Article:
The Shoes That Virgil Debuted at Coachella are on Their ...sneakers
Nike's Dream Team Collaborates on AF-100 Collection
Date: October 26 2017
By: Rob Marfell
In the 35 years since the Air Force 1 first hit the hardwood, the sneaker has seen more than 2000 iterations — three-and-a-half action-filled decades of cuts, colourways, technological tweaks and subtle redesigns. And so you might have expected Nike to struggle when deciding which AF-1 would lead the birthday charge. You’d be wrong.
When it comes to picking a favourite, sneakerheads know there is only one option: the ‘White/White’ Air Force 1 Low. The classic, the OG, the sartorial staple.
And so to honour the stalwart sneaker, Nike assembled an all-out dream team and tasked them with creating the AF-100 Collection. Kareem ‘Biggs’ Burke, Don C, Errolson Hugh, Virgil Abloh and Travis Scott have each reinterpreted and imbued the ‘White/White’ Air Force 1 with their own style, story and flair.
Read on for a first look at each unique colab, and insights from the minds behind them.
KAREEM 'BIGS' BURKE —Rocafella Records
For Kareem ‘Biggs’ Burke, the ‘White/White’ Air Force 1 runs deep. From growing up in Harlem – where the Uptown got its nickname – to co-founding Roc-A-Fella with Jay-Z, Burke has long epitomised the AF-1’s hip hop hustler attitude.
Before the model was universally beloved, the Roc rode hard for it. It was the uniform of Biggs and his coterie, inspiring Jay-Z lyrics like ‘Specially when you're sittin on 20s they get nauseous/Standin’ in the Azure with the white Air Forces.’ The love for untarnished white leather was so strong that Biggs wouldn’t even wear an Uptown twice, instead procuring truckloads of fresh pairs regularly for red carpet commutes.
In 2004, Nike eventually loved back, inviting Roc-A-Fella to make their own white Air Force 1. Now to celebrate the sneaker’s 35th anniversary, and the Roc’s 20th, Burke and Nike have linked again to release a retro of the OG colab. A crisp white AF-1 Low remains virtually untouched, save for Roc-A-Fella’s logo on the heels and tongues. To do the shoe full justice, pair with a grey tracksuit and red carpet.
DON C — Just Don
Don C is man who treasures family. So much so that the notion of unshakable familial bonds inspired his contribution to the AF100 collection. With his highly personalised Air Force 1 Hi Just Don, the fashion mogul says ‘hi’ and pulls us up a chair at his dinner table. Don’s understanding of family is that it ‘doesn’t always mean blood, but you have to keep them close and respect the ones that are looking out for you… I want to make sure kids really appreciate what it means to stick with your family.’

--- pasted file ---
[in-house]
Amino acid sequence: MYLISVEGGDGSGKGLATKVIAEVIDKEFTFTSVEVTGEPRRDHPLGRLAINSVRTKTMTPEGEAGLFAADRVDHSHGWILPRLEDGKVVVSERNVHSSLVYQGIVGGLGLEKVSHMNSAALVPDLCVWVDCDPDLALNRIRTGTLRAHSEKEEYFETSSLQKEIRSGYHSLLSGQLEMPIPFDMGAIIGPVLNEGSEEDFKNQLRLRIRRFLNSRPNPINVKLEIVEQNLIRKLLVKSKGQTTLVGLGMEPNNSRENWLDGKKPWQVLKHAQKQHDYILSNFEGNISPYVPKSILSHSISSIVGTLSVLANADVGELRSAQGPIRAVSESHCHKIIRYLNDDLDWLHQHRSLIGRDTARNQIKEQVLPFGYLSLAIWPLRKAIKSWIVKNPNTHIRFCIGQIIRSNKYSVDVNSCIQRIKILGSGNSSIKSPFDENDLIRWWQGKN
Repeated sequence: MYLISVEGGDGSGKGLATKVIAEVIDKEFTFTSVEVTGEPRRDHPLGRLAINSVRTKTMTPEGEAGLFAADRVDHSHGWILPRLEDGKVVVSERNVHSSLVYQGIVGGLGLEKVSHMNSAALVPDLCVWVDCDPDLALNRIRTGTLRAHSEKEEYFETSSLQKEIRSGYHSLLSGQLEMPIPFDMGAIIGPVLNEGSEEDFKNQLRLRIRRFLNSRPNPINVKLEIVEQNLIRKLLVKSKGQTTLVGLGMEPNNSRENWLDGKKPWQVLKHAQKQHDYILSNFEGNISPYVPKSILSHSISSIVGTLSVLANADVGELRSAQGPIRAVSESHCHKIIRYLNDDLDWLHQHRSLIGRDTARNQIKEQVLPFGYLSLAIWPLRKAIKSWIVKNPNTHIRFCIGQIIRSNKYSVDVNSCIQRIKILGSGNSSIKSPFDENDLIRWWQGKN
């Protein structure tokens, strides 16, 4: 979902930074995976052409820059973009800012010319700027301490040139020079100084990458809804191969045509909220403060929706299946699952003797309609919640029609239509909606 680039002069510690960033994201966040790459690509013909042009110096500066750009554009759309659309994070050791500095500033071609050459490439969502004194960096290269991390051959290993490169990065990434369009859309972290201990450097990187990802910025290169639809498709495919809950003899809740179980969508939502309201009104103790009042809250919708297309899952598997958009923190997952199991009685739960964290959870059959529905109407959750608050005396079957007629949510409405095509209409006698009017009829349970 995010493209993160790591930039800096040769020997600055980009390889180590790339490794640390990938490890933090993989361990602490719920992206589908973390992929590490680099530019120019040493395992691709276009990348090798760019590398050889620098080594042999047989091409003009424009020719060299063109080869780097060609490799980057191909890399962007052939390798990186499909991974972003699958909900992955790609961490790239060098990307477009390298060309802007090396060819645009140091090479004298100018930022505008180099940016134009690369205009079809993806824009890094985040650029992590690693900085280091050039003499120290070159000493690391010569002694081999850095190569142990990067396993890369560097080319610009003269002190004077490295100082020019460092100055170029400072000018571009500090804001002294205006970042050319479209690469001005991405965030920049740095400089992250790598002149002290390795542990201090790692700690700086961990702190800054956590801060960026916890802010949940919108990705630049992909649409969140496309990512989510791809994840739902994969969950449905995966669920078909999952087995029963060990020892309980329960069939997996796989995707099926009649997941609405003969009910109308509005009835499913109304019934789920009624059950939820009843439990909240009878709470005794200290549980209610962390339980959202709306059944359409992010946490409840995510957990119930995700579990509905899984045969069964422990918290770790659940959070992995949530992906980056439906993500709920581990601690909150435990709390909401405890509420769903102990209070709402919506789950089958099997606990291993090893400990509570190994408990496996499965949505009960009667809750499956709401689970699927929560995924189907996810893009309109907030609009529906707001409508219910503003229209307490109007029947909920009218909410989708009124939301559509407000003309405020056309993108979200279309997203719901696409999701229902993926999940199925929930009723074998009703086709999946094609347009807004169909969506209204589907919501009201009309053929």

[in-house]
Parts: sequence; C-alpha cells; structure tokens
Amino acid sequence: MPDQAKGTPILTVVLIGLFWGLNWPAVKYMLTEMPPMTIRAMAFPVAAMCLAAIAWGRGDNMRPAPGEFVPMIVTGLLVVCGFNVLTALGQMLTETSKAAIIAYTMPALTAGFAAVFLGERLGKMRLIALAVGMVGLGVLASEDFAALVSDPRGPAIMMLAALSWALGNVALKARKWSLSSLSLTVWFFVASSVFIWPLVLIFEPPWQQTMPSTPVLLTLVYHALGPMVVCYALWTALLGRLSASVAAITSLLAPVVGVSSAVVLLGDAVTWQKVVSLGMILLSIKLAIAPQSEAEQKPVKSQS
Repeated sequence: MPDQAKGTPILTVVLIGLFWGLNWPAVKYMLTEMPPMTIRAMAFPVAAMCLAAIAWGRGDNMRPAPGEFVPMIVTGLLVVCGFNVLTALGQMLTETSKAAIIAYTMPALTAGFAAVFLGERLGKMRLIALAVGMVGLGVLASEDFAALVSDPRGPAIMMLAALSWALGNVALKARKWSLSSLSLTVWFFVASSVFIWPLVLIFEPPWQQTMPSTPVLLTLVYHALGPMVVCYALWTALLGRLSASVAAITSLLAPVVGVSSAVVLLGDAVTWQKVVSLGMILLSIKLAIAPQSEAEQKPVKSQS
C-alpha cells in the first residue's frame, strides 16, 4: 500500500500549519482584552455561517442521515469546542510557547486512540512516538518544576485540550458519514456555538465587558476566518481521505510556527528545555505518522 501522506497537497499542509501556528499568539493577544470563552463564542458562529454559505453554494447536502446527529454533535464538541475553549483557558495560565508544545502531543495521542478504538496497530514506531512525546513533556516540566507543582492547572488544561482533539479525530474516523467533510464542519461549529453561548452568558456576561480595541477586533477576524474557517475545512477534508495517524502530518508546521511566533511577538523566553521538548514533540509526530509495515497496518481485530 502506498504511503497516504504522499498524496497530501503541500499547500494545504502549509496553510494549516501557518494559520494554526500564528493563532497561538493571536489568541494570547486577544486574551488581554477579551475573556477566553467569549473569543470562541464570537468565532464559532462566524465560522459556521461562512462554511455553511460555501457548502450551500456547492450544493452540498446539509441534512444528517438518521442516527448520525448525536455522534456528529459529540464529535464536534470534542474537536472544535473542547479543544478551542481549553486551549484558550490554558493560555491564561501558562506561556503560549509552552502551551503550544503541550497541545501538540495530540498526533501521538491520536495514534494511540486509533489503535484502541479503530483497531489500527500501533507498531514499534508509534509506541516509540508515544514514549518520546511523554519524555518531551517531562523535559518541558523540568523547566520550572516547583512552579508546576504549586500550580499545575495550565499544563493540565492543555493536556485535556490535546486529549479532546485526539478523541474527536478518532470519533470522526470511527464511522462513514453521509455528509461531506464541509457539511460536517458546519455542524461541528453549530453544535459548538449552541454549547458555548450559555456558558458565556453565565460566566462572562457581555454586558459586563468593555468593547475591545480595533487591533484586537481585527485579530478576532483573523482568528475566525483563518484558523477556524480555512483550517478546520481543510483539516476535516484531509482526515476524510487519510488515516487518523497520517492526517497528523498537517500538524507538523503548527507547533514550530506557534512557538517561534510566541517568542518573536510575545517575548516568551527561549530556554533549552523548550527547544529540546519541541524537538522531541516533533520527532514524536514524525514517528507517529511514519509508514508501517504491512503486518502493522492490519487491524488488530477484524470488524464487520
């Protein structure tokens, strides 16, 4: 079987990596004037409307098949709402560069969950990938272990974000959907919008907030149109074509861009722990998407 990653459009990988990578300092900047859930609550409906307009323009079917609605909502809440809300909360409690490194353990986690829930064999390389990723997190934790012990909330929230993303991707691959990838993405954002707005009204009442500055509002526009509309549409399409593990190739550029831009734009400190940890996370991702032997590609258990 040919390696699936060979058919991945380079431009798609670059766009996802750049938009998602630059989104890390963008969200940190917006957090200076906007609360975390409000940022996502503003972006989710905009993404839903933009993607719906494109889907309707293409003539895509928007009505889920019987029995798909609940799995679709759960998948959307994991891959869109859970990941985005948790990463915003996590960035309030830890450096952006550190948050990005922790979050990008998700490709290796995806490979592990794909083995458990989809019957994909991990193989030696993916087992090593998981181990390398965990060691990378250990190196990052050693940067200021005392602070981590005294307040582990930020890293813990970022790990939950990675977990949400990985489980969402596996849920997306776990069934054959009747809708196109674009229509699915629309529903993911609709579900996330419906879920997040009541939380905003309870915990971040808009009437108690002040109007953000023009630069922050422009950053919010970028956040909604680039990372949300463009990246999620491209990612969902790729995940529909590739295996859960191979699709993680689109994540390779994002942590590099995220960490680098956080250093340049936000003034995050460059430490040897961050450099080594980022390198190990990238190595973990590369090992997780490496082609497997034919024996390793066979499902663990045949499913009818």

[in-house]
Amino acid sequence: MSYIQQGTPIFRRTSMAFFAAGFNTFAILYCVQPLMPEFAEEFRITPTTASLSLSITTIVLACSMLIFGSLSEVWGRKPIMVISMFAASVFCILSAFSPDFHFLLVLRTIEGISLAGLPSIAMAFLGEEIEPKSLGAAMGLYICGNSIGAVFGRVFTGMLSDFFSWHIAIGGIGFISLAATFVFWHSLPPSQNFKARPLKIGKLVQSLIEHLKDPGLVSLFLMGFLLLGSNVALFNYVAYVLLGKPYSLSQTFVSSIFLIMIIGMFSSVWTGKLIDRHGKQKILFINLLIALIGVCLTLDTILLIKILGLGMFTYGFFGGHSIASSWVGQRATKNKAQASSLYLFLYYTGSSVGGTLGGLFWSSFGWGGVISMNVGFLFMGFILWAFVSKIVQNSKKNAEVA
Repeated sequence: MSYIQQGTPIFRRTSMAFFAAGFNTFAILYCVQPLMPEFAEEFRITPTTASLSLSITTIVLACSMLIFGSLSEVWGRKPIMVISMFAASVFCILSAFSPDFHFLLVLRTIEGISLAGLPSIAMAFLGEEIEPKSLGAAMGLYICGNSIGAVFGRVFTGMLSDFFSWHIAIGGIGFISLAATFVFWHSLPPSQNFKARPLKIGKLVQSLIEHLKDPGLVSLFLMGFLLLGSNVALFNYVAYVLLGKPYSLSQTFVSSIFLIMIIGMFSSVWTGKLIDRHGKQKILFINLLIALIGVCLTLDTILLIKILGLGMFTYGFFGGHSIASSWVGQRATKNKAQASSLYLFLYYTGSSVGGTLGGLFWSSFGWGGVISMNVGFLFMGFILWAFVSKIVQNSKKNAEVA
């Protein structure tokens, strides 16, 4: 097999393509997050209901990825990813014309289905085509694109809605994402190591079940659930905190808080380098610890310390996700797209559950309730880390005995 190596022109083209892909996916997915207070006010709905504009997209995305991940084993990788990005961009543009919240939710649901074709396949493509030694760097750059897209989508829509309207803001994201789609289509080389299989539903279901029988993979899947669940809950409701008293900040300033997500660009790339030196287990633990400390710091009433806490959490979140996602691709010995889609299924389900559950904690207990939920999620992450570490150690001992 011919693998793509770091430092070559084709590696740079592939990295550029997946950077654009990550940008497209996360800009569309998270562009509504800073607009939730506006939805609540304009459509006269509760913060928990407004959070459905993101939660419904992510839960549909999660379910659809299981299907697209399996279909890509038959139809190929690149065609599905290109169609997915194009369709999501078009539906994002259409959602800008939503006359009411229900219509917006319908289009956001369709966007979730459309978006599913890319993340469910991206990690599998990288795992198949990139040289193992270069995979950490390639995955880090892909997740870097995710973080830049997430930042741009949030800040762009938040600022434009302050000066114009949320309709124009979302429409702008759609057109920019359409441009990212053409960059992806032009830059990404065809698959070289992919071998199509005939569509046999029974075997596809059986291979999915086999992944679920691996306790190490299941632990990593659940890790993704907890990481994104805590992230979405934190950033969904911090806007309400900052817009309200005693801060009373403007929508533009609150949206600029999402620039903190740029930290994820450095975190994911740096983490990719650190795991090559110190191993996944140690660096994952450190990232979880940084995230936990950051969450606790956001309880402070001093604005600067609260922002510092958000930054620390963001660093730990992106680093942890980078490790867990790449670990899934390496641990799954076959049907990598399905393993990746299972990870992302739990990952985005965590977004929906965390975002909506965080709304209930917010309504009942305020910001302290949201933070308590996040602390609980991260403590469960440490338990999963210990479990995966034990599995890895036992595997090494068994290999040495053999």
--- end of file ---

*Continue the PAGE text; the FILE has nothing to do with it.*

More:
To Don C, the Air Force is family – ‘the OG, the grandfather, the one that started it all.’ In tribute to the first AF-1s he ever owned way back when, he’s cooked up a fresh, premium leather high-top that incorporates the Air Force 2’s heel counter and the Air Force 3’s tongue.
Aiming to ‘bring a very high-end feel to a respected silhouette in sports culture,’ the sneaker features snakeskin textured leather, gold dubraés accents and straps for a touch of that true baller lifestyle.
ERROLSON HUGH — ACRONYM
For his label legendary ACRONYM, veteran of streetwear Errolson Hugh once collaborated with the manufacturers who make equipment for Germany’s elite special forces. Now he’s rolling deep in the barracks with team Air Force.
The designer’s fascination with tactical warfare gear is obvious in his Lunar Force 1 Acronym ’17, the chief feature of which is a chunky zip running parallel to the laces: ‘We went with a zipper because it’s visually interesting and just makes putting on your shoes that much easier.’ Form and function: check.
While Hugh might be best known for his Burton AG Clone Snowboarding Jacket – it had a Sony MiniDisc player sewn into its sleeve and was named by TIME Magazine as one of 2002’s best inventions – this crisp Low shows he’s a master of simplicity.
VIRGIL ABLOH — Off-White
While Don C’s AF-1 draws from the court, Virgil Abloh’s strays from it: ‘The Air Force 1 means something beyond basketball,’ says Abloh. ‘I’m not designing it as a basketball sneaker, I’m designing it as a cultural signifier.’
It’s a fitting approach for the man behind one of 2017’s most memorable releases. Abloh’s ‘The Ten’ took Swoosh icons and peeled their layers right back. His custom-feel colabs encourage sneakerheads to play with their shoes, to ‘edit’ and mould them to the quirks of their personal style.
‘What I’m interested in is finding new ways of editing. You don’t get to Tinker status by having one idea. [Design is] a treadmill; you must continually get on it and run.’
And so this AF-1 is Abloh on that treadmill. His white-on-white Low features exposed foam, overt stitching around the metallic silver Swoosh, and the designer’s signature lettering. Abloh said he made his black AF-1 for himself, but hints this creation is his ‘universal, wearable, signature shoe.’
Travis Scott told Nike’s designers that he was ‘the acid of rap.’ And it stuck. In fact, it went on to inform the design of his AF100 collaboration.
Nike’s senior creative director, Al Baik, remembers being struck by the statement and thinking, ‘How do we take a classic, but then really trip it out?’
The resulting design isn’t rinsed in kaleidoscopic colours, but trips in other, subtler ways. The canvas features reflective detailing that shoots back a rainbow of colours in the light. La Flame doubles-down on the wild approach by giving his gum-soled AF-1 a bunch of detachable adornments such as interchangeable Swooshes. Toothy-grill inspired dubraés sit prime on the laces to round out a design that, according to Scott, ‘looks different every day.’